Well, for some reason I totally spaced it on having to blog about my lab.  Looking now at my blog, I see that I posted about getting started, but failed to update.  ahhh....the joys of having too much on your plate.  So to catch you up....

I sent out my fictional form to 6 of my friends and family.  I figured I needed 5 so if someone flaked, I was covered.  I got all six back and all were really well filled out except one.  

I chose my Mom since well, she is my mom and a reading specialist.  I know we love reading the same things but was interested to see what she would put on her form.  She said she liked Jane Austen, historical fiction, humor, and mystery.  I found her a book written in 2007 about Mr. Darcy, a mystery/romance series from Meg Cabot, and one of the historical fiction books about WWII I read for this class but had forgotten about already.  Over all she liked the list and was looking forward to reading them over the summer.

I also asked my best friend, Mandy, to fill out the form since she is currently flying through books.  We have been been on a vampire kick since we read Twilight but she also likes Sophie Kinsella. She loves reading series books.  I found her a series called Vampire Kiss that I am now dying to read as well.   I also found a series that Kinsella recommended about girls in a boarding school and each book covers one year in the school.  They encounter lots of girl drama.  Since Mandy and I are Jacob fans after seeing the last movie...hello, he is HOT....she also wanted me to look for topics on shapeshifters.  I found a series about shapeshifters that form into werewolves.  After looking at my list and reading the information that I put with it, she is excited to finish Burned byProxy-Connection: keep-alive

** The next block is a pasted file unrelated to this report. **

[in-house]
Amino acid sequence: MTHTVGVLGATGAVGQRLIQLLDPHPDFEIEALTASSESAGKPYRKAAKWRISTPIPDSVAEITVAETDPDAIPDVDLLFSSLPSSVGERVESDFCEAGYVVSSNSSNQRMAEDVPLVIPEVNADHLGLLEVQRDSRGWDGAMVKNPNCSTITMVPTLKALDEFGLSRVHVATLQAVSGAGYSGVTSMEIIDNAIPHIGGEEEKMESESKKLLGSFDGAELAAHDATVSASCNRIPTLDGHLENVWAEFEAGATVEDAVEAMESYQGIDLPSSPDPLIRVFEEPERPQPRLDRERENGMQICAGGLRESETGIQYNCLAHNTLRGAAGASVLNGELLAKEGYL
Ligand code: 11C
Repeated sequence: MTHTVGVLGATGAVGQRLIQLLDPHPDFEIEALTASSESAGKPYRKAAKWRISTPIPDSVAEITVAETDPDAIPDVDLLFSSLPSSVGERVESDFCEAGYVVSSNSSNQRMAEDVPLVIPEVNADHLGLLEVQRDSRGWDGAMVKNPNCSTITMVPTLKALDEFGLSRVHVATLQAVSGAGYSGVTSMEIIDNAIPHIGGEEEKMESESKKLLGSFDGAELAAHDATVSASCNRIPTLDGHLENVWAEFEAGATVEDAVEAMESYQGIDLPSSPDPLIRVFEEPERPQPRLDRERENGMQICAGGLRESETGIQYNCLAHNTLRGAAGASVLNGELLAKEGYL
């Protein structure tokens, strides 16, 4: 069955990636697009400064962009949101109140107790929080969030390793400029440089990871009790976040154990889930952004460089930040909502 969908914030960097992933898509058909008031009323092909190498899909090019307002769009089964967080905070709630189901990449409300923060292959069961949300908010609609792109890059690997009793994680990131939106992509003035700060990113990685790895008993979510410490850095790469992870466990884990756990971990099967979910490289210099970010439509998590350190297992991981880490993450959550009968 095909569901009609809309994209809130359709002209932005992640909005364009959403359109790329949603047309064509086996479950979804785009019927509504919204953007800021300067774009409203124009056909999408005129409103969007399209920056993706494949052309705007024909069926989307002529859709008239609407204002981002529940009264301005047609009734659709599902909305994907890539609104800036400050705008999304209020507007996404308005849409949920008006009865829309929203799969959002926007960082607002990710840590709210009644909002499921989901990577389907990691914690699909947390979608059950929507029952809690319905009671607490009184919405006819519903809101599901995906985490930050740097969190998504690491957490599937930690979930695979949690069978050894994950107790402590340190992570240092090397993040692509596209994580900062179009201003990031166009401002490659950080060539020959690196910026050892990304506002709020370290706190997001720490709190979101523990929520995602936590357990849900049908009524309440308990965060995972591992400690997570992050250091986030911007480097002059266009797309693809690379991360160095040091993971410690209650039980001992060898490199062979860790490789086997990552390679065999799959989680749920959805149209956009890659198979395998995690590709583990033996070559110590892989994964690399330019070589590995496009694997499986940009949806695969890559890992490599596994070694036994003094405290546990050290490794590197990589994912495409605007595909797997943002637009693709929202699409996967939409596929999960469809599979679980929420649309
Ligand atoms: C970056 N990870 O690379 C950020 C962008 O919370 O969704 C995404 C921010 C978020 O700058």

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.C. & Kristen Cast so she can start on those 3 series.  (She needs to hurry with Burned, I get it next!) She is hoping to finish those 3 series before the school year is out because for some reason she has not read Harry Potter and plans on doing that over the summer.